This is a revisioned and very inaccurate description of how much NHL teams and Canadas national team tried to win. This was extremely important to the players and staff, not to mention fans. In later times people like you has surfaced, spreading this garbage that they didn't care.

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10-10-2013, 11:07 AM
  #66
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1. '76-'77 Montreal Canadiens AINEC
This or 1983 Islanders.

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10-11-2013, 09:00 PM
  #67
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The Montreal Canadiens of 1955-56. That team played in the first NHL game I ever saw live, as a 12-year-old in late 1955 at Maple Leaf Gardens. Even captain and former all-star defenseman Emile "Butch" Bouchard--who, as Canadiens1958 pointed out earlier in this thread, played only sporadically that season, which was his last--took to the ice that night. I also saw that team play on television. They usually completely dominated their competition, and the competition was pretty good.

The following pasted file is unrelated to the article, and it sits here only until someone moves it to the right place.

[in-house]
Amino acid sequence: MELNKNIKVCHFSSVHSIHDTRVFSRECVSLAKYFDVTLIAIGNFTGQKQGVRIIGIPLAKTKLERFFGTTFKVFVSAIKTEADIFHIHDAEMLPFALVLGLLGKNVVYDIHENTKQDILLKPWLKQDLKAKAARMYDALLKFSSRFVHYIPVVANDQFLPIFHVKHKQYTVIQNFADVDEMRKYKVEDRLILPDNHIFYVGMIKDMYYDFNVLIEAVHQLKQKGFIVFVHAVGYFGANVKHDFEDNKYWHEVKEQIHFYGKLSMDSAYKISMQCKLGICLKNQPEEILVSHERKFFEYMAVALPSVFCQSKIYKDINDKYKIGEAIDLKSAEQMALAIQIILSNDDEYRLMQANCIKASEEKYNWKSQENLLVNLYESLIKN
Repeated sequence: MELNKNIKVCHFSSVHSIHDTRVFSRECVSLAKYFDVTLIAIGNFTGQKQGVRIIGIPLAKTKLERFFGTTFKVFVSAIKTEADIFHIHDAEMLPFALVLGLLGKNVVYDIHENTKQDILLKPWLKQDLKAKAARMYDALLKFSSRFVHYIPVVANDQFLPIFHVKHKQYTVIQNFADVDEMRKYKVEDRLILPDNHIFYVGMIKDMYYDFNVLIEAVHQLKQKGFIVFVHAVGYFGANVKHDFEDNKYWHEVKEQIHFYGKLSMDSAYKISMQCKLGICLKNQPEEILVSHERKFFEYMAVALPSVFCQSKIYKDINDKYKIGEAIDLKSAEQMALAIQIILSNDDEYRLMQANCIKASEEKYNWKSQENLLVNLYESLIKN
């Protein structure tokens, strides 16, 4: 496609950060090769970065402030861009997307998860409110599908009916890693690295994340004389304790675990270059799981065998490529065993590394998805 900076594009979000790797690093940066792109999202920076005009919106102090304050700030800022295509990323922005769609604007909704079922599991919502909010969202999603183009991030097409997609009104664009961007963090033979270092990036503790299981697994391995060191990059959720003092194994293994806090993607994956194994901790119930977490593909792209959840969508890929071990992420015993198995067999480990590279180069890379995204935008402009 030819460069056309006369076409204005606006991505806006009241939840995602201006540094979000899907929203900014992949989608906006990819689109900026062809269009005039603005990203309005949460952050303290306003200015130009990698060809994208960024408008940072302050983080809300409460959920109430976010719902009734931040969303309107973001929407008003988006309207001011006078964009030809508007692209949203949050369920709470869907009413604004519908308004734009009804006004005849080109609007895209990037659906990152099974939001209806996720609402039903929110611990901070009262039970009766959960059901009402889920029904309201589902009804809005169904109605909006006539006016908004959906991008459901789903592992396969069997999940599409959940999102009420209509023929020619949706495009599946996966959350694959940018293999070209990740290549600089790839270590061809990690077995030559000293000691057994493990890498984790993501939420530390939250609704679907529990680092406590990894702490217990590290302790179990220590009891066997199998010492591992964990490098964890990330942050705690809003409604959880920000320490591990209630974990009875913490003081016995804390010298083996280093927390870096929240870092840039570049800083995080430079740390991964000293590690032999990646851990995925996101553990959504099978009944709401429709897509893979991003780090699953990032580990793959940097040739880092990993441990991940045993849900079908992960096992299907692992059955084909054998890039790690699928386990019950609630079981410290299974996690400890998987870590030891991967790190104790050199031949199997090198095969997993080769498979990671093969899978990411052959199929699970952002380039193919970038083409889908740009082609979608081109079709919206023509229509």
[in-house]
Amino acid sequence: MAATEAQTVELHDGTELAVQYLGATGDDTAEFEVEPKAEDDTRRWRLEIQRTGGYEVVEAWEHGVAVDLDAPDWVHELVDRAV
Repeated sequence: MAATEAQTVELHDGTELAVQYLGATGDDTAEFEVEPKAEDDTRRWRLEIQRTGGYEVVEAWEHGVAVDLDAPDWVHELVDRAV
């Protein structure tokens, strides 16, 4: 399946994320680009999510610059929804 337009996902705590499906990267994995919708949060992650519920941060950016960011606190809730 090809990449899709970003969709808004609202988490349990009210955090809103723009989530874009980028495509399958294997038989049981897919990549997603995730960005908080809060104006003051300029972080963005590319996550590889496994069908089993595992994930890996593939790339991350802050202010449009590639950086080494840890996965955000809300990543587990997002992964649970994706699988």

Other teams in the late 1950s Canadiens dynasty were of similar caliber, and I remember that some Canadiens personnel considered the 1959-60 team even stronger. But no other Canadiens team of that dynasty managed to gain as many points over the regular season. With 100 points, they led a still superb second place Red Wings team, which won the the regular season title the following season, by 24 points. And that 1955-56 Canadiens team beat that superb Red Wings team 4 games to 1 in the Stanley Cup finals after topping the Rangers by the same margin in the opening series.